THE ENTRY: A possible price level to enter a trade, could be when the next candle finally manages to break the high of the hammer candle. The high of the hammer candle - which formed on the week of February 10, 2019 - is 1.2959. Therefore, an entry price could be 1.2960.

THE STOP-LOSS: A possible stop loss level could be at the low of the hammer candle. If the market triggers the entry price but no other buyers step in, it's a warning sign the market may need to go lower for any buyers to be found. Therefore, you would not want the stop loss to be too close to your entry. With the low of the hammer candle at 1.2727, a possible stop loss could be 1.2726.

THE TARGET: There are multiple ways to exit a trade in profit such as exiting on the close of a candle if the trade is in profit, targeting levels of support or resistance or using trailing stop losses. In this instance targeting the previous swing high level would result in a target price of 1.3200.

THE TRADE: With an entry price of 1.2960 and stop loss of 1.2726 the total risk on the trade is 234 pips. Trading at 0.1 lot would mean that if this trade triggered the entry price, then hit the stop loss, the overall loss would be $234. In this instance, the market traded higher to the target price resulting in an approximate trade profit of $240.

Price Action Strategy #2: The Shooting Star

The shooting star price action pattern is a bearish signal that signifies a higher probability of the market moving lower than higher and is used primarily in down trending markets. In essence, it is the opposite of the hammer pattern. Here is an example of what a shooting star candle looks like:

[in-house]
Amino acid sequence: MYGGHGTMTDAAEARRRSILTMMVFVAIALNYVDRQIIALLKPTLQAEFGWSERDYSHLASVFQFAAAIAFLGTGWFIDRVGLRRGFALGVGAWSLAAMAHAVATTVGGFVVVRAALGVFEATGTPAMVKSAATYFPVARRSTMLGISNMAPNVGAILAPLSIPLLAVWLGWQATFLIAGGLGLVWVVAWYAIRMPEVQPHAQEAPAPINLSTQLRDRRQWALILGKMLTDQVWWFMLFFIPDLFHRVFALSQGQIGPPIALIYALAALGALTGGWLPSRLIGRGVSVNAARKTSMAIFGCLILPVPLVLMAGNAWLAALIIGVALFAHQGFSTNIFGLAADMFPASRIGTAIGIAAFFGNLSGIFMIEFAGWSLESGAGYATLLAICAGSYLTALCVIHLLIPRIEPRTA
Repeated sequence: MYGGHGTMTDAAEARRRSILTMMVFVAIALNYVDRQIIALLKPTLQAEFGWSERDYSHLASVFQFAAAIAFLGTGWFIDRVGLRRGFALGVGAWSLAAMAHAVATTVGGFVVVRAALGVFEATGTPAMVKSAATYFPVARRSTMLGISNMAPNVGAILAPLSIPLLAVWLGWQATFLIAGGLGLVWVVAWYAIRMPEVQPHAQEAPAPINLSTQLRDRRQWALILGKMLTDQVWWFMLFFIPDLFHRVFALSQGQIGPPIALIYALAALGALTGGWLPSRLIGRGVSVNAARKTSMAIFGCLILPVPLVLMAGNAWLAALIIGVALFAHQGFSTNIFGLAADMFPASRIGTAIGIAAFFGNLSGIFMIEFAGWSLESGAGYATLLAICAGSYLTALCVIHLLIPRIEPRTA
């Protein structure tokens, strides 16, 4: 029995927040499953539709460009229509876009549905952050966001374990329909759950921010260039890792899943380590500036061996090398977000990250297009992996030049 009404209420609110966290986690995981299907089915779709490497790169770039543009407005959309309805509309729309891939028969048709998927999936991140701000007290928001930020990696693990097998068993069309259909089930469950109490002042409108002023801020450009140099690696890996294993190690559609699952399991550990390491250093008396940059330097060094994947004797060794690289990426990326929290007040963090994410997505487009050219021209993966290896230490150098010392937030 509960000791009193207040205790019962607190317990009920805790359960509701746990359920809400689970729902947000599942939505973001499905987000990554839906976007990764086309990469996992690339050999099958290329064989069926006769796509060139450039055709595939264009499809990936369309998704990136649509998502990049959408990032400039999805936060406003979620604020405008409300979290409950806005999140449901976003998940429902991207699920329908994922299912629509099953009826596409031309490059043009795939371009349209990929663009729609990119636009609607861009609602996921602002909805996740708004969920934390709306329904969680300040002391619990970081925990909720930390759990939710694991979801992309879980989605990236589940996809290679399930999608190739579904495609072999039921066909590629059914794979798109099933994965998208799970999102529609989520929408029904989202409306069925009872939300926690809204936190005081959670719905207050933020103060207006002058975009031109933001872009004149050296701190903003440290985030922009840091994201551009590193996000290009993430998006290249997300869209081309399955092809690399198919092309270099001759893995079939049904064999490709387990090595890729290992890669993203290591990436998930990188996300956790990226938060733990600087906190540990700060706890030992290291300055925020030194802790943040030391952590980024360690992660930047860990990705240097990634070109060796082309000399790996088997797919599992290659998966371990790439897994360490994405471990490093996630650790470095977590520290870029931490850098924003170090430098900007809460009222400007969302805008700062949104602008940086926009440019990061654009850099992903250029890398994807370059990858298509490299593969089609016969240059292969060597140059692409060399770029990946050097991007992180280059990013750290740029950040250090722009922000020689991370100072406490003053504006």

Shooting star candle

A shooting star shows buyers pushing the market to a new high. However, the buyers are not strong enough to stay at the high and choose to bail on their positions. This causes the market to fall lower, leading sellers to also step into the market. The open and close price levels should both be in the lower half of the candle. Traditionally, the close can be above the open but it is a stronger signal if the close is below the opening price level.

GBP/USD weekly chart

Source: Admiral Markets MT5 Supreme Edition, GBP/USD, Weekly - Data range: from February 25, 2018, to February 27, 2019, accessed on February 27, 2019, at 6:54 pm GMT. - Please note: Past performance is not a reliable indicator of future results.

In the above price action forex chart of GBP/USD, there are three examples of a shooting star pattern - all highlighted in the gold boxes. Through the analysis of the open, close, high and low price levels the pattern suggests a move lower is likely. In these examples, price did move lower after the candles formed. Of course, this will not always be the case but how could you have traded it?

THE ENTRY: A possible price level to enter a trade, could be when the market finally manages to break the low of the shooting star candle. The low of the third shooting star candle - which formed on the week of November 4, 2018 - is 1.2957. Therefore, an entry price could be 1.2956.

THE STOP-LOSS: A possible stop loss level could be at the high of the shooting star candle. With the high of the shooting star candle at 1.3173, a possible stop loss could be 1.3174.

THE TARGET: There are multiple ways to exit a trade in profit such as exiting on the close of a candle if the trade is in profit, targeting levels of support or resistance or using trailing stop losses. In this instance targeting the previous swing low level would result in a target price of 1.2663.